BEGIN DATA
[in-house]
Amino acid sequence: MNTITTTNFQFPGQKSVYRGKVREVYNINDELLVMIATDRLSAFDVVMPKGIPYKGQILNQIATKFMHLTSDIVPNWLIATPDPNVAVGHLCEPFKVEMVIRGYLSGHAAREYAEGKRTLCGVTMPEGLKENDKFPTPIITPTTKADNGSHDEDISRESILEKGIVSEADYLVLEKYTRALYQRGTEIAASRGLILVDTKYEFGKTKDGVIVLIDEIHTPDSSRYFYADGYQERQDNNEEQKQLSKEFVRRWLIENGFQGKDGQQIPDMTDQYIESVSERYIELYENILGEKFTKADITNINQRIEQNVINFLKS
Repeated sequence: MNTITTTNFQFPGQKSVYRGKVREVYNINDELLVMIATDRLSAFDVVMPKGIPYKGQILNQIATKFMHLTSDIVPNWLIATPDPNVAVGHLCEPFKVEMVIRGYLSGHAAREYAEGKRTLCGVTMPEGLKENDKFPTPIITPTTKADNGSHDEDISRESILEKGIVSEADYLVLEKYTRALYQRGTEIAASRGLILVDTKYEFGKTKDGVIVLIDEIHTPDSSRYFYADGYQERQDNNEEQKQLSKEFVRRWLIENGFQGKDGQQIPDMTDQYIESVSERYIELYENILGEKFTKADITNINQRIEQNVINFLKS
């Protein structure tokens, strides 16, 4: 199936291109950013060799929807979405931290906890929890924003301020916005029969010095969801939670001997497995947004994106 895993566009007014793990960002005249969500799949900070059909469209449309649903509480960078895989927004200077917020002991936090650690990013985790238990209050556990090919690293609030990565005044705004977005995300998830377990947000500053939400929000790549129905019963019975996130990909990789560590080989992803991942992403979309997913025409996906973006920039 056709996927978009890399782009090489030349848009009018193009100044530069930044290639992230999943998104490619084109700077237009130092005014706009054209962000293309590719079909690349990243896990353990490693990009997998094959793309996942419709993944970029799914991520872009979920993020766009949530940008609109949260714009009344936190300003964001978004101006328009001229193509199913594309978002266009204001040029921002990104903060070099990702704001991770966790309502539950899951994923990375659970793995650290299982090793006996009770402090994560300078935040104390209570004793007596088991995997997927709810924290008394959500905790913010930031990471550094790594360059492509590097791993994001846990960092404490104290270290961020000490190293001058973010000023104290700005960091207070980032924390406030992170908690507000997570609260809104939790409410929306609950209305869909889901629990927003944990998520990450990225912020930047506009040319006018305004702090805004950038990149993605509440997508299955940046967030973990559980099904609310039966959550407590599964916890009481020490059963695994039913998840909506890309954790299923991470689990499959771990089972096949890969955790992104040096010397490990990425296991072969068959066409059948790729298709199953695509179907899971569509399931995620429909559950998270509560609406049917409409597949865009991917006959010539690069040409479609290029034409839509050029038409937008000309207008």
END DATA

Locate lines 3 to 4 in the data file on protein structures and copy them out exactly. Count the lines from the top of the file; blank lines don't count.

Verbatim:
Repeated sequence: MNTITTTNFQFPGQKSVYRGKVREVYNINDELLVMIATDRLSAFDVVMPKGIPYKGQILNQIATKFMHLTSDIVPNWLIATPDPNVAVGHLCEPFKVEMVIRGYLSGHAAREYAEGKRTLCGVTMPEGLKENDKFPTPIITPTTKADNGSHDEDISRESILEKGIVSEADYLVLEKYTRALYQRGTEIAASRGLILVDTKYEFGKTKDGVIVLIDEIHTPDSSRYFYADGYQERQDNNEEQKQLSKEFVRRWLIENGFQGKDGQQIPDMTDQYIESVSERYIELYENILGEKFTKADITNINQRIEQNVINFLKS
């Protein structure tokens, strides 16, 4: 199936291109950013060799929807979405931290906890929890924003301020916005029969010095969801939670001997497995947004994106 895993566009007014793990960002005249969500799949900070059909469209449309649903509480960078895989927004200077917020002991936090650690990013985790238990209050556990090919690293609030990565005044705004977005995300998830377990947000500053939400929000790549129905019963019975996130990909990789560590080989992803991942992403979309997913025409996906973006920039 056709996927978009890399782009090489030349848009009018193009100044530069930044290639992230999943998104490619084109700077237009130092005014706009054209962000293309590719079909690349990243896990353990490693990009997998094959793309996942419709993944970029799914991520872009979920993020766009949530940008609109949260714009009344936190300003964001978004101006328009001229193509199913594309978002266009204001040029921002990104903060070099990702704001991770966790309502539950899951994923990375659970793995650290299982090793006996009770402090994560300078935040104390209570004793007596088991995997997927709810924290008394959500905790913010930031990471550094790594360059492509590097791993994001846990960092404490104290270290961020000490190293001058973010000023104290700005960091207070980032924390406030992170908690507000997570609260809104939790409410929306609950209305869909889901629990927003944990998520990450990225912020930047506009040319006018305004702090805004950038990149993605509440997508299955940046967030973990559980099904609310039966959550407590599964916890009481020490059963695994039913998840909506890309954790299923991470689990499959771990089972096949890969955790992104040096010397490990990425296991072969068959066409059948790729298709199953695509179907899971569509399931995620429909559950998270509560609406049917409409597949865009991917006959010539690069040409479609290029034409839509050029038409937008000309207008």